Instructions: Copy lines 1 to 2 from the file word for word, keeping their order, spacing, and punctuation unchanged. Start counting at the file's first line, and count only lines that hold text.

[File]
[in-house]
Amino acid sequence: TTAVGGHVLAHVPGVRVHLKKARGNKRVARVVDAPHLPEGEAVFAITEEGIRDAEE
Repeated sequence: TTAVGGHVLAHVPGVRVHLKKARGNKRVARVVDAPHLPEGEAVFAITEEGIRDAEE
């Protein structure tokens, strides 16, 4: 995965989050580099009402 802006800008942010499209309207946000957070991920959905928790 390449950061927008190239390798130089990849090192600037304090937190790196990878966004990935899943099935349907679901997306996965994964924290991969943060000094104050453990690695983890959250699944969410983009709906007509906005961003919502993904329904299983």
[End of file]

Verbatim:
[in-house]
Amino acid sequence: TTAVGGHVLAHVPGVRVHLKKARGNKRVARVVDAPHLPEGEAVFAITEEGIRDAEE